By Richard L. Gaw
In weather, fog, such as the 75-yard-long enveloping mist that hung over last Friday night's football game between Unionville and Oxford, happens when humidity reaches 100 percent and water, with no where to go, condenses into tiny liquid droplets in the air.
In football, a rout happens when one team completely dominates its opponent on both offense and defense, stifling nearly every attempt at scoring. By the end of Unionville's 70-24 blowout victory over visiting Oxford, in which Indian quarterback Alex Pechin tossed 5 touchdown tosses and 298 yards in passing, the fog had not lifted but Unionville's playoff season had officially begun.
After jumping out to a 7-0 lead on Pechin's 54-
yard TD strike to Elan Walsh with 4:39 remaining in the first quarter, Oxford went ahead in the second quarter, on a 27-yard field goal by Hornet kicker Dylan Dunn, and a touchdown run by halfback Zach Deasey on the ensuing kick-off with 11 minutes left in the quarter. On its next possession, Pechin connected with Brendan Boyle on a 43-yard strike, which was followed by two carries by running back Garrett Scargill, the last of which was a four-yard TD plunge with 9:11 left in the half. As halftime neared, two screen play touchdown passes to running back Dom DiBiaggio and a 12-yard TD run by Scargill pushed Unionville's lead to 35-10, answered only by a 98-yard kick-off run by Oxford's Mustafa Mahmud with four second remaining in the half.
Given that the game took place one day after Halloween was not lost on irony, given that in its
two previous games, Pechin showed that he was capable of wearing different masks. As the second half unfolded and Pechin continued his aerial assault on Oxford, his performance was completely unlike the one shown in the Indians' 21-7 victory over Great Valley the week before, when he passed only six times, nor was it similar to his performance in a 34-20 defeat to West Chester-Rustin, when despite throwing for 200 yards, he did so under heavy rushes the entire game.
As the second half got underway, Pechin again went to the air, and on Unionville's first possession of the third quarter, he connected with receiver Chris Koehler on a 28-yard touchdown pass with 6:55 left in the period. A minute later, Koehler answered his first touchdown with his second, when he picked off an Ethan Herb pass and ran 46 yards for the score, extending Unionville's lead to 49-17.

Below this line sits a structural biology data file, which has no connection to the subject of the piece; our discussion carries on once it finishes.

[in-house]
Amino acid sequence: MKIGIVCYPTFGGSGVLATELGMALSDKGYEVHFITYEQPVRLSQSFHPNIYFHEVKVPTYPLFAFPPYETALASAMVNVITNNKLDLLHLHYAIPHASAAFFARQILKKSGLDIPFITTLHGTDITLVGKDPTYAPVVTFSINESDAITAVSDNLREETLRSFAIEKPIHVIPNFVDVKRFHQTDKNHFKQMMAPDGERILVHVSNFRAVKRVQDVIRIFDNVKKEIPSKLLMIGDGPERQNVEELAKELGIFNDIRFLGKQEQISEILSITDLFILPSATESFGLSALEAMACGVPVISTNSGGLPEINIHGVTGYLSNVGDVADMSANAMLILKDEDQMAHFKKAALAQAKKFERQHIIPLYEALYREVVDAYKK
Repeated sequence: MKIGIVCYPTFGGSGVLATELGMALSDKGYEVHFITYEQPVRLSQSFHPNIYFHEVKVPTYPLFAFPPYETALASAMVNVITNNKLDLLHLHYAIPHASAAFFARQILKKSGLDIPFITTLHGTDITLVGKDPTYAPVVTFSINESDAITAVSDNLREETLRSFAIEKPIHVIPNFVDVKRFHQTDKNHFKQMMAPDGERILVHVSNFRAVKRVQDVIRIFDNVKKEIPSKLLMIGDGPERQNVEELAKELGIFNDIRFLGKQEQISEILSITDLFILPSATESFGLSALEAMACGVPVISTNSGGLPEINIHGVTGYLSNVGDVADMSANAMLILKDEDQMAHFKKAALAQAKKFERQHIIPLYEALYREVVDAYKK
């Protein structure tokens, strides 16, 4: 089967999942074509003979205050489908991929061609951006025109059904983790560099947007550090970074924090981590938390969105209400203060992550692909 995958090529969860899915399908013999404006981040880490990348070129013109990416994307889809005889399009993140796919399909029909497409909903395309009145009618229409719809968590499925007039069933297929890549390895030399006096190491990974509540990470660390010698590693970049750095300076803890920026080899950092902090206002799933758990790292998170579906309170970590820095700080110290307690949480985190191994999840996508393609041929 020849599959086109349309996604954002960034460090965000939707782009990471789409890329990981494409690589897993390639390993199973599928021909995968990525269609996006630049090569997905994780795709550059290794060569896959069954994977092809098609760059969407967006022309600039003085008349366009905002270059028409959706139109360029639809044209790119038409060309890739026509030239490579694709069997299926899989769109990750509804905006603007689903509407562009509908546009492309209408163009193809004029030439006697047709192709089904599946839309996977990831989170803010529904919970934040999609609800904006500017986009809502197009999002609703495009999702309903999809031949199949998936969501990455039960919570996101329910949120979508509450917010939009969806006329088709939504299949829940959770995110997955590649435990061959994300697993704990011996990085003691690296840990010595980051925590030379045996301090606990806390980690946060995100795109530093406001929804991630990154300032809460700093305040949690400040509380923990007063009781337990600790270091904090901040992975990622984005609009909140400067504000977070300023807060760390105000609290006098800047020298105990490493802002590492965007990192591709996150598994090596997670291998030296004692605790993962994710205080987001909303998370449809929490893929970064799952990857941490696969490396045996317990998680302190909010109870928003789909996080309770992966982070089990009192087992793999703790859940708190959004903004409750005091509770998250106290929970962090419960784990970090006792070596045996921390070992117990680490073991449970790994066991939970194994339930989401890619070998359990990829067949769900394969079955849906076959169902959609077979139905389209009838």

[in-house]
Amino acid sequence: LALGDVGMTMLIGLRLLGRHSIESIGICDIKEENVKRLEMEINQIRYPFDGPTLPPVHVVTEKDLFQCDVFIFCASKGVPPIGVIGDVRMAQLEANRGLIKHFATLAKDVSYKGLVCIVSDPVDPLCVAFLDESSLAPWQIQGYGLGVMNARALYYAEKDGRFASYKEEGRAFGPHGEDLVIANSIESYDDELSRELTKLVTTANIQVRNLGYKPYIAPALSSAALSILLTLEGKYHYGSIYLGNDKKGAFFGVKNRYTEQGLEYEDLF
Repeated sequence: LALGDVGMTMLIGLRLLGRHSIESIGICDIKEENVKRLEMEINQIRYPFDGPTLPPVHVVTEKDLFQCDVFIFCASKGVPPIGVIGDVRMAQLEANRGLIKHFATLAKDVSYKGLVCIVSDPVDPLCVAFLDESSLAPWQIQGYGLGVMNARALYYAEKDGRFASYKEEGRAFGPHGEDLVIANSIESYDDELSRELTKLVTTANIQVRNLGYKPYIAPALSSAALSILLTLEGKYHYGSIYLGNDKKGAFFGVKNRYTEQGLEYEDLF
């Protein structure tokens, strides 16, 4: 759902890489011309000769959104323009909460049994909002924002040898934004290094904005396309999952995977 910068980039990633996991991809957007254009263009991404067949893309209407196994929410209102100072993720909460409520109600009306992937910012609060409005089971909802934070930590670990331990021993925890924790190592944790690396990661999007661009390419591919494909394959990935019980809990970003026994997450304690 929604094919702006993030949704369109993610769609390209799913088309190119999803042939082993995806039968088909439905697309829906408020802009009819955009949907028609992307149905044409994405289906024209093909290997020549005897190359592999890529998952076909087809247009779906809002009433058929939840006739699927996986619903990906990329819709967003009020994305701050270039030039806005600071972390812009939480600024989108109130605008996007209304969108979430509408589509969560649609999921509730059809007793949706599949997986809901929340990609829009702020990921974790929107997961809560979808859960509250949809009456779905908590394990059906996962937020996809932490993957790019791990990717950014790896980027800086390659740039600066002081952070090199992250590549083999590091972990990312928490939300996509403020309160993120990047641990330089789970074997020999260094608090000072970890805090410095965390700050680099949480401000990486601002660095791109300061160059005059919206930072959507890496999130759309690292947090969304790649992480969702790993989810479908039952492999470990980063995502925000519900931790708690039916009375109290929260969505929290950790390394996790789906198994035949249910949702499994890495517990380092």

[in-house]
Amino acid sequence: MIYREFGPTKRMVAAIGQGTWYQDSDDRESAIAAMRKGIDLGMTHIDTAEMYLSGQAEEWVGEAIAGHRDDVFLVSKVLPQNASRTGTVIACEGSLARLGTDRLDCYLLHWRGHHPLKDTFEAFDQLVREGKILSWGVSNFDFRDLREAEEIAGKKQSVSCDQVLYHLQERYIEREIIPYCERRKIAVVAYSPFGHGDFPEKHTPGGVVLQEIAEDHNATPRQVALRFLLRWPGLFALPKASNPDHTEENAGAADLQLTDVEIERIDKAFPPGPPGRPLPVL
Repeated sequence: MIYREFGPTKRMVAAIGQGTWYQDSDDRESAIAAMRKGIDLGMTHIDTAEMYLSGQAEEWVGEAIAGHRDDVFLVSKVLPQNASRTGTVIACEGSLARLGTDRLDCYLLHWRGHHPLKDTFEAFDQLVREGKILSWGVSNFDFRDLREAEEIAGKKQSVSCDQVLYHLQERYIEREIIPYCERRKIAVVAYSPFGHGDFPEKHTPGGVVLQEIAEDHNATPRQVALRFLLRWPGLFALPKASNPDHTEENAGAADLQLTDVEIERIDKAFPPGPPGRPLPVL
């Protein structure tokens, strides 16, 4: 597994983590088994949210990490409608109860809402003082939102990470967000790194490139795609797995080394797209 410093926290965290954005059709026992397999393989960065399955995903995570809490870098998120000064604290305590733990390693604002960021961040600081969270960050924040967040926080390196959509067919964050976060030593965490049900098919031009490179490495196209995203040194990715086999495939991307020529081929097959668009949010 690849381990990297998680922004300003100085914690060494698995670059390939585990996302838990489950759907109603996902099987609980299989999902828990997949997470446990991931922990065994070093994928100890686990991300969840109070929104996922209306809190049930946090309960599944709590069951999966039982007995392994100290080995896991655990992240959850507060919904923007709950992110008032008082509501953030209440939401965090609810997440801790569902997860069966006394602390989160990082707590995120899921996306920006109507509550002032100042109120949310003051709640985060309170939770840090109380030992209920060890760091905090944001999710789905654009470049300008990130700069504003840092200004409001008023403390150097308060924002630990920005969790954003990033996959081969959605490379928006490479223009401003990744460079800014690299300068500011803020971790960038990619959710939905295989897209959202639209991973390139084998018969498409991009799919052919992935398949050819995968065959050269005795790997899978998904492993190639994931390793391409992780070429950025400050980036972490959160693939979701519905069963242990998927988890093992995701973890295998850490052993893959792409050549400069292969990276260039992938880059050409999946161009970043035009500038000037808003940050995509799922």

Oxford got back on the board late in the third quarter when Herb, scrambling to avoid being tackled, connected with Mahmud at the Oxford 40 yard-line, and watched as Mahmud scampered 60 yards for the touchdown with 3:04 left in the quarter, which turned out to be the Hornets' last score of the game.
After a 15-yard penalty gave Unionville the ball on its own 15-yard-line, running back Austin Hoffman-Reardon took a Pechin hand-off in for the score with 1:54 left in the third, which was followed by a Pechin 12-yard roll-out TD strike to tight end Dan McClaskey at the start of the fourth quarter that gave the Indians a 63-24 lead. With four minutes remaining in the game and Pechin now on the bench with a 63-24 lead, Brandon Boon took a hand-off from backup quarterback Brendan Boyle for a 33-yard run that tacked on a final Unionville touchdown.
For Oxford (7-3, 3-3 in the Ches-Mont American), the loss may have dashed its playoff hopes but
it didn't diminish the accomplishments made by the Hornets this season, who under coach Mike Pietlock secured their first wining season since 1997. For Unionville (8-2, 5-1 in Ches-Mont American), the victory assures them of a high-seed position in the 16-team District One playoff picture this coming weekend.
"This (victory) is big because it gets us back in the playoffs, and that's always been one of our goals," Unionville Head Coach Pat Clark said. "Our kids have worked very, very hard this year, and I'm very proud of them."
Clark said his club has come a long way to rebound from their loss to West Chester-Rustin two weeks ago. "When you win a game, you're not as good as you think you are, and when you lose, you're not as bad as you think you are," he said. "(Despite the loss), I don't think we were that far off. I think our kids just regained their focus."